Ismat Jahan, Cultural Diplomacy as a Means to Foster Global Peace and Peaceful Coexistence between Communities.
H. E. Ambassador ISMAT JAHAN
Ambassador Ismat Jahan, a career diplomat from Bangladesh is presently serving as the Permanent Observer of the Organization of Islamic Cooperation (OIC) to the European Union, Brussels. Prior to this position, she was her country’s Ambassador to Belgium and the European Union. She served as Permanent Representative to the UN, New York (2007-2009), concurrently accredited as Ambassador to Peru and Chile; as Ambassador to the Netherlands (2005–2007) with concurrent accreditation to Bosnia-Herzegovina, Croatia and Poland and earlier on she was Deputy Head of Mission in Geneva and New Delhi. Specialized in multilateral diplomacy with focus on human rights, she has particular interest in issues concerning women’s rights. She served in the UN Committee on Elimination of Discrimination against Women (CEDAW, 2011-2018). Ambassador Jahan holds a Master’s Degree in Economics from the University of Dhaka, and a Master’s Degree from the Fletcher School of Law and Diplomacy at Tufts University, Boston.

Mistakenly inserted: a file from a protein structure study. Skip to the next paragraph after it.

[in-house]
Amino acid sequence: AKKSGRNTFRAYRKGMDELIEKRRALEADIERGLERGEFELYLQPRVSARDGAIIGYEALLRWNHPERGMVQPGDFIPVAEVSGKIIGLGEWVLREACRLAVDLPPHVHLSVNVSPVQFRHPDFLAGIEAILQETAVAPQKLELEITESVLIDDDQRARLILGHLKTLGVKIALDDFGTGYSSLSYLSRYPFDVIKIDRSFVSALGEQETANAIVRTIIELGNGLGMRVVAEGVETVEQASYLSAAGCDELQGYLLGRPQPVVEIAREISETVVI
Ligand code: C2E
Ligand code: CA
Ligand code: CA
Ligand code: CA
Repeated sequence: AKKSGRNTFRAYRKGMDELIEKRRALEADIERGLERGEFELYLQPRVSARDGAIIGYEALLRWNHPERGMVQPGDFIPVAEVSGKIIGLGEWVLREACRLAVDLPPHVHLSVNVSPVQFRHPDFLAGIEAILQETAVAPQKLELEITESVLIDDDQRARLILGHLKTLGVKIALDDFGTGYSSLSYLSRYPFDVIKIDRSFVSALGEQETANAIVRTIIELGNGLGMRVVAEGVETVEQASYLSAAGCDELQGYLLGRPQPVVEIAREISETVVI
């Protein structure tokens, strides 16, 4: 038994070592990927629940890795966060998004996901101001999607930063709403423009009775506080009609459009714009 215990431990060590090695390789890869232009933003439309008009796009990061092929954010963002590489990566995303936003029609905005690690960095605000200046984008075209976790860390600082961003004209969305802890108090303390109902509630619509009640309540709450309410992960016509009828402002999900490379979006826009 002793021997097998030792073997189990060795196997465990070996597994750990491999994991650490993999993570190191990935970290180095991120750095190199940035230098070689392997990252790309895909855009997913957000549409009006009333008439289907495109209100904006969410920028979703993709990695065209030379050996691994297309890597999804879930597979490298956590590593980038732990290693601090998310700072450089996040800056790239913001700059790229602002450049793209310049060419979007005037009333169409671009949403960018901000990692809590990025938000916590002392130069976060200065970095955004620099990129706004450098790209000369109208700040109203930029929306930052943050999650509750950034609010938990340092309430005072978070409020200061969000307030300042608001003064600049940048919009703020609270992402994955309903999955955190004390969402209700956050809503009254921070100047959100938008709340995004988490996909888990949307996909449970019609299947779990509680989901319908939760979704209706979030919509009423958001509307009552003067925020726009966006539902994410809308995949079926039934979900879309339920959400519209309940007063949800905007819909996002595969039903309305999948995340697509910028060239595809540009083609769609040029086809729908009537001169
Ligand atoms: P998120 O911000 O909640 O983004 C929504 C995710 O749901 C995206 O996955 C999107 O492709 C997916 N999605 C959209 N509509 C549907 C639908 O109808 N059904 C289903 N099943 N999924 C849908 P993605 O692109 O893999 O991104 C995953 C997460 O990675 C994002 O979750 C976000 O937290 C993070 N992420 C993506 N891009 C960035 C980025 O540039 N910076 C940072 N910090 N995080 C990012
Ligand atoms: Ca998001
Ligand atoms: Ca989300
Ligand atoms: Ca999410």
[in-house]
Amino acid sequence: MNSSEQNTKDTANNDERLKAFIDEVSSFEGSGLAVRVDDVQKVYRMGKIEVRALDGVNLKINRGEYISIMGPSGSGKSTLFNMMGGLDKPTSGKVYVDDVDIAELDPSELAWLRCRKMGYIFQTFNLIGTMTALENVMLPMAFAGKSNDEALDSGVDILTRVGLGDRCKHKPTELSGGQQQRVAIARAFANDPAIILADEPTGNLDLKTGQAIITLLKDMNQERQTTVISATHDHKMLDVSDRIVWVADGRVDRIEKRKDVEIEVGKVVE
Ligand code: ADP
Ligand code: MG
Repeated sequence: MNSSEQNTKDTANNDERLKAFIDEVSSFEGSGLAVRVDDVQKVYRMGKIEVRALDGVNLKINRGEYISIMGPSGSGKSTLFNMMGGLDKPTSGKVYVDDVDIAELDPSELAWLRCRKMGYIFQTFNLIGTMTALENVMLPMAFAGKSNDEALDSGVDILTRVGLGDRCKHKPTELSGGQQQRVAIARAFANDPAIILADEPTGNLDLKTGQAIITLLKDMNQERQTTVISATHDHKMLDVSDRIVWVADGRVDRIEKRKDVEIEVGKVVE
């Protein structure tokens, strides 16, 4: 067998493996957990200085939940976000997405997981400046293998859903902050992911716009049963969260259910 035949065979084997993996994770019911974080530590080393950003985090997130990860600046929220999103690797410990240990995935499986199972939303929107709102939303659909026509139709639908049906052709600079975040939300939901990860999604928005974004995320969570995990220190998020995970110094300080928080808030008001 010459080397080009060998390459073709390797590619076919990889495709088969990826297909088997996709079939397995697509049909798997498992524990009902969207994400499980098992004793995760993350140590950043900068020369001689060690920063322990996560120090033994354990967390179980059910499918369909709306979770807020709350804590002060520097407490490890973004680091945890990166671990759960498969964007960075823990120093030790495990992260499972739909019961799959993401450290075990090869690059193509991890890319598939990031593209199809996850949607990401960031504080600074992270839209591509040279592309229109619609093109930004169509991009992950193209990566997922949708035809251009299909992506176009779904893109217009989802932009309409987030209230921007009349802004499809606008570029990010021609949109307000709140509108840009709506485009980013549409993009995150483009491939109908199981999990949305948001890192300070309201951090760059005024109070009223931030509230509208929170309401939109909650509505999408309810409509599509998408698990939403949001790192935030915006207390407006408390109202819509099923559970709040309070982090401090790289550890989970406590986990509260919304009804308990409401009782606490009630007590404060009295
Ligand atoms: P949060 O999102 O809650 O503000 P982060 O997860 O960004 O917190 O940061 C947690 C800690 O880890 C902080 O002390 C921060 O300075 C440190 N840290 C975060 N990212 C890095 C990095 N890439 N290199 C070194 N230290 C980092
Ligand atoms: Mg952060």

Cultural Diplomacy as a Means to Foster Global Peace and Peaceful Coexistence between Communities.
The role of cultural diplomacy as a major component of a state’s broader public diplomacy has been significant ever since the emergence of modern nation states. Over the years, it has been acknowledged as an instrument of “soft power”. Such an understanding of cultural diplomacy – sustained not only by individual countries but also by international organisations such as the Organisation of Islamic Cooperation (OIC) – can be an important tool to remove misconceptions and foster trust and understanding by bridging gaps between cultures. This may include educational exchanges, dissemination and promotion of cultural products abroad, exhibitions and exchange in the fields of literature, art, architecture, music, theatre, cuisine, and so forth.
This lecture will discuss several examples of relevant activities, with a focus on the portrayal of women in literature as a significant component of cultural diplomacy that seeks to generate admiration and perhaps emulation.